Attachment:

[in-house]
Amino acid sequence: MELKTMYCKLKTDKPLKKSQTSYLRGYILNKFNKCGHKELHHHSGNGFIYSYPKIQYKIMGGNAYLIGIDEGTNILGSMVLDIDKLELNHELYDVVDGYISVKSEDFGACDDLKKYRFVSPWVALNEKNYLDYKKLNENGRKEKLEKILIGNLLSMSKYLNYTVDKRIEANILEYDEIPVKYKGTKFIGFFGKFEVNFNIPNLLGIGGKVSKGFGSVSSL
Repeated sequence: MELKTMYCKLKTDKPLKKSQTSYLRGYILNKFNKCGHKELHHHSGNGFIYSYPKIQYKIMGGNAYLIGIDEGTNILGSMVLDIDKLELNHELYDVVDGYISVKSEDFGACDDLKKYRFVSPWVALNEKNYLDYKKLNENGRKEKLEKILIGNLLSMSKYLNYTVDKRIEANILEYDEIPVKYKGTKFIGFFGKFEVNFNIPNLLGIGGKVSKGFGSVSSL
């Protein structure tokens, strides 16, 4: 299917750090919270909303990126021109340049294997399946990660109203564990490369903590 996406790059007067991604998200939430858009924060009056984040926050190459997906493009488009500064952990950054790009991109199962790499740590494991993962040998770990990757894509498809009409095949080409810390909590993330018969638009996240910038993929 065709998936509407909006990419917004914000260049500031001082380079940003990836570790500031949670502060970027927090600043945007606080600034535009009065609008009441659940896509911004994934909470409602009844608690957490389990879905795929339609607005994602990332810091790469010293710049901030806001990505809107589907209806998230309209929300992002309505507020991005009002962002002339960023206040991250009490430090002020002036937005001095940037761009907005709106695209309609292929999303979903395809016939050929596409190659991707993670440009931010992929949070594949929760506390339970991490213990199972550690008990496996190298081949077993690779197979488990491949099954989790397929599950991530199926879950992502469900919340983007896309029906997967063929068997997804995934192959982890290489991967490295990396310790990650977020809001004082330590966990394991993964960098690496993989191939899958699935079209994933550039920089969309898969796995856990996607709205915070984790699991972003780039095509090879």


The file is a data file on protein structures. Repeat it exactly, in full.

[in-house]
Amino acid sequence: MELKTMYCKLKTDKPLKKSQTSYLRGYILNKFNKCGHKELHHHSGNGFIYSYPKIQYKIMGGNAYLIGIDEGTNILGSMVLDIDKLELNHELYDVVDGYISVKSEDFGACDDLKKYRFVSPWVALNEKNYLDYKKLNENGRKEKLEKILIGNLLSMSKYLNYTVDKRIEANILEYDEIPVKYKGTKFIGFFGKFEVNFNIPNLLGIGGKVSKGFGSVSSL
Repeated sequence: MELKTMYCKLKTDKPLKKSQTSYLRGYILNKFNKCGHKELHHHSGNGFIYSYPKIQYKIMGGNAYLIGIDEGTNILGSMVLDIDKLELNHELYDVVDGYISVKSEDFGACDDLKKYRFVSPWVALNEKNYLDYKKLNENGRKEKLEKILIGNLLSMSKYLNYTVDKRIEANILEYDEIPVKYKGTKFIGFFGKFEVNFNIPNLLGIGGKVSKGFGSVSSL
């Protein structure tokens, strides 16, 4: 299917750090919270909303990126021109340049294997399946990660109203564990490369903590 996406790059007067991604998200939430858009924060009056984040926050190459997906493009488009500064952990950054790009991109199962790499740590494991993962040998770990990757894509498809009409095949080409810390909590993330018969638009996240910038993929 065709998936509407909006990419917004914000260049500031001082380079940003990836570790500031949670502060970027927090600043945007606080600034535009009065609008009441659940896509911004994934909470409602009844608690957490389990879905795929339609607005994602990332810091790469010293710049901030806001990505809107589907209806998230309209929300992002309505507020991005009002962002002339960023206040991250009490430090002020002036937005001095940037761009907005709106695209309609292929999303979903395809016939050929596409190659991707993670440009931010992929949070594949929760506390339970991490213990199972550690008990496996190298081949077993690779197979488990491949099954989790397929599950991530199926879950992502469900919340983007896309029906997967063929068997997804995934192959982890290489991967490295990396310790990650977020809001004082330590966990394991993964960098690496993989191939899958699935079209994933550039920089969309898969796995856990996607709205915070984790699991972003780039095509090879």